Since Netflix was founded almost 25 years ago, the company has removed nine titles from its service around the world in compliance with government demands, including Night of the Living Dead in Germany and Full Metal Jacket in Vietnam.
Netflix laid out the nine takedowns it’s received from various companies relating to certain parts of its film and television catalog in a new environmental social governance report, first spotted by Axios. Netflix’s report noted that while its catalog varies from country to country for a number of reasons, including licensing rights, “in some cases we’ve also been forced to remove specific titles or episodes of titles in specific countries due to government takedown demands.” Source: The Verge
The Bridge: Netflix says it complied with a written demand from the New Zealand Film and Video Labeling Body in 2015 to remove the film from its service in the country. The Bridge is classified as “objectionable” in New Zealand. This is the first instance of Netflix complying with a government takedown demand.
The Bridge is a documentary film about the Golden Gate Bridge and its relation to increases in suicides. According to Netflix, it obliged to the takedown as New Zealand has strict laws on media reporting of suicide.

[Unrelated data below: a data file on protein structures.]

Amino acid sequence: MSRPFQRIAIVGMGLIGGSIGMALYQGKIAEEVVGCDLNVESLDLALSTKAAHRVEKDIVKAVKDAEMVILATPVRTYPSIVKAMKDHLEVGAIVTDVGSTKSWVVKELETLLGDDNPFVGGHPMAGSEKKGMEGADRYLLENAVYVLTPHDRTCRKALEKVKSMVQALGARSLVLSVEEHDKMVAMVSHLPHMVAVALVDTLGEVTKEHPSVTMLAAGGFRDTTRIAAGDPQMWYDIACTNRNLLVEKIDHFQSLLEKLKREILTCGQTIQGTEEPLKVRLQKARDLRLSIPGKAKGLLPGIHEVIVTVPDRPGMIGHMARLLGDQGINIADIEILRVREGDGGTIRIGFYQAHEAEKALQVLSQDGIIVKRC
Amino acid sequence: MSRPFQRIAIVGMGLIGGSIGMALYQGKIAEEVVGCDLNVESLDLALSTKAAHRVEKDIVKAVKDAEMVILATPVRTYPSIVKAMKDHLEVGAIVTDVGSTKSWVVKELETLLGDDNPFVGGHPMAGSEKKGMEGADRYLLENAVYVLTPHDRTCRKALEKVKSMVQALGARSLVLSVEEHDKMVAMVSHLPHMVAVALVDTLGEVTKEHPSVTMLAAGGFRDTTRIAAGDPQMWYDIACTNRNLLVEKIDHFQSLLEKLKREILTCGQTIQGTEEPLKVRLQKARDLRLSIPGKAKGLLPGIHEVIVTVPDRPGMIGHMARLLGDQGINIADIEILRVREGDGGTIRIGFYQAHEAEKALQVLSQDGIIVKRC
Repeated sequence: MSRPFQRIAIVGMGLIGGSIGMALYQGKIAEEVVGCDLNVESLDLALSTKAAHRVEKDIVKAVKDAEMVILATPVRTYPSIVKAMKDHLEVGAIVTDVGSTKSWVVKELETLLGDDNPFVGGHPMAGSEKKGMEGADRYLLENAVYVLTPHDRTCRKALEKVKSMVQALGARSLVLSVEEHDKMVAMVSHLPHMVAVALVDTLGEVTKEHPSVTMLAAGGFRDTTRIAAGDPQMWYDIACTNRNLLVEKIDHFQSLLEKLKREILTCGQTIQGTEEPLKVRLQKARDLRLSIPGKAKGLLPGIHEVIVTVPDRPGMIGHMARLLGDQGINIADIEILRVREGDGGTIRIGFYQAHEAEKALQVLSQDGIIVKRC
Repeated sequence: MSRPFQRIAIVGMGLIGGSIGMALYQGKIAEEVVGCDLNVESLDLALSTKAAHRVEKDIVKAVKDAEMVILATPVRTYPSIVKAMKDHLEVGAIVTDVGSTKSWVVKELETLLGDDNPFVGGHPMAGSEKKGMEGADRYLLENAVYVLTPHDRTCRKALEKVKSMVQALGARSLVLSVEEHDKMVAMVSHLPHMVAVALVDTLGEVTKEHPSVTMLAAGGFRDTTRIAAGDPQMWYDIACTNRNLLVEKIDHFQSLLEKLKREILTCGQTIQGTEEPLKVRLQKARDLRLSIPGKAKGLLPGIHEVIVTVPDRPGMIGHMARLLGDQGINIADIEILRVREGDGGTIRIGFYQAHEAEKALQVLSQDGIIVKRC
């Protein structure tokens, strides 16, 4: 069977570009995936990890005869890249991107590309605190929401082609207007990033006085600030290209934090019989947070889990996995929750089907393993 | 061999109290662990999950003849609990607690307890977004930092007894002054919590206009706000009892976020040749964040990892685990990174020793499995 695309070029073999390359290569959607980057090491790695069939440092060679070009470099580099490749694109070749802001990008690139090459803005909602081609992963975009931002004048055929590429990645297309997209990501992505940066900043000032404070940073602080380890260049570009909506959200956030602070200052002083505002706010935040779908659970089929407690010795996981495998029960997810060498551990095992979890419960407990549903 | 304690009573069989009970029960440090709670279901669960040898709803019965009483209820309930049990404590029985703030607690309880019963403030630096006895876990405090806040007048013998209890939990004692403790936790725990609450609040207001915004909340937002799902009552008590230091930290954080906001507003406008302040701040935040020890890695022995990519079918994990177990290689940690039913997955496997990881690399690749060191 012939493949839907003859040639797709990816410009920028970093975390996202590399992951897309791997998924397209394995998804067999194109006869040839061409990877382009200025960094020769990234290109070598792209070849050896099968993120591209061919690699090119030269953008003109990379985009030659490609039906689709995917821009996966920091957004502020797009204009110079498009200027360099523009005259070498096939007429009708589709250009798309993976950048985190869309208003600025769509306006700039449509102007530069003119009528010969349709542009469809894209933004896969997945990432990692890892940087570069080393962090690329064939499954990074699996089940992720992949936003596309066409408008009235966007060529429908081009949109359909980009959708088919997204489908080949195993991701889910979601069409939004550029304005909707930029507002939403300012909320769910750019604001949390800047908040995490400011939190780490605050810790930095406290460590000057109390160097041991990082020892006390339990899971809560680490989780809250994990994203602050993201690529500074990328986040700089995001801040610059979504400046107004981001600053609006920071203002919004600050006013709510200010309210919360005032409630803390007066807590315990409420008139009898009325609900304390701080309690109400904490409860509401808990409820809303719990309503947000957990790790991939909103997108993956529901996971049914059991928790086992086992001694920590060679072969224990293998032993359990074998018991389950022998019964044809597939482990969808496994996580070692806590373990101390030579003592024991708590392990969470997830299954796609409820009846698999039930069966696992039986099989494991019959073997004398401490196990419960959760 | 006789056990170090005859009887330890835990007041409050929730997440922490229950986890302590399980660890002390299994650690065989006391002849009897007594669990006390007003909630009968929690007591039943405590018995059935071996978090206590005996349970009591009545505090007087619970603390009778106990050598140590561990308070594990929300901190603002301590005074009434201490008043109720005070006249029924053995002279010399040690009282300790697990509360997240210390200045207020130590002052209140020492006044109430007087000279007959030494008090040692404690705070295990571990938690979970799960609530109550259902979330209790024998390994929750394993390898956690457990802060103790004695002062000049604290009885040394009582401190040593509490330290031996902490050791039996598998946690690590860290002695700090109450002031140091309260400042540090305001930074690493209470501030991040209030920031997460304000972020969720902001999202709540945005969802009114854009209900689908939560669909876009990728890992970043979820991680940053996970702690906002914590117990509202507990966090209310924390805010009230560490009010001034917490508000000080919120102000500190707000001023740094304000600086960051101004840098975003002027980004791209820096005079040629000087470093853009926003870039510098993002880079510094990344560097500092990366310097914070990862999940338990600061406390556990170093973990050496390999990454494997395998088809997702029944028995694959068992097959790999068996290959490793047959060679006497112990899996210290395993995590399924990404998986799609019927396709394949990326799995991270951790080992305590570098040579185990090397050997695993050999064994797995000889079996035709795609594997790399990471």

Full Metal Jacket: A written demand from The Vietnamese Authority of Broadcasting and Electronic Information (ABEI) in 2017 resulted in the removal of the Stanley Kubrick-directed Vietnam War film from the service in the country. The takedown request was made over the film’s depiction of Hao Chi Minh.
Night of the Living Dead: The German Commission for Youth Protection (KJM) requested the removal of a version of George Romero’s zombie classic. Netflix complied with the written demand in 2017 and removed it from the service.
Cooking on High, The Legend of 420, and Disjointed: Netflix complied with a written demand from the Singapore Infocomm Media Development Authority (IMDA) in 2018, removing the three titles from the service in Singapore. The films, according to the demand, glorify or promote drug use, which is illegal in Singapore.
Patriot Act with Hasan Minhaj: This one actually attention in 2019 when the Saudi Communication and Information Technology Commission requested the removal of the episode “Saudi Arabia” from the service in the country. The episode was highly critical of Crown Prince Mohammed bin Salman in the wake of the murder of journalist Jamal Khashoggi. Netflix complied with the takedown demand.
The Last Temptation of Christ: The Singapore Infocomm Media Development Authority (IMDA) sent a written demand in 2019 for the removal of this title in the country, which Netflix complied with. The Last Temptation of Christ is banned in Singapore due to a law meant to ensure religious harmony. The film had created controversy over its depiction of Jesus Christ having a relationship with Mary Magdalene.
The Last Hangover: The first takedown request of 2020 is also from the Singapore Infocomm Media Development Authority (IMDA). The company complied with the written demand to remove the film from Netflix in Singapore. Again, this film was removed because content that offends racial or religious groups is illegal in Singapore.
The country with the most government takedown requests sent to Netflix is Singapore, with removal demands for 5 separate titles.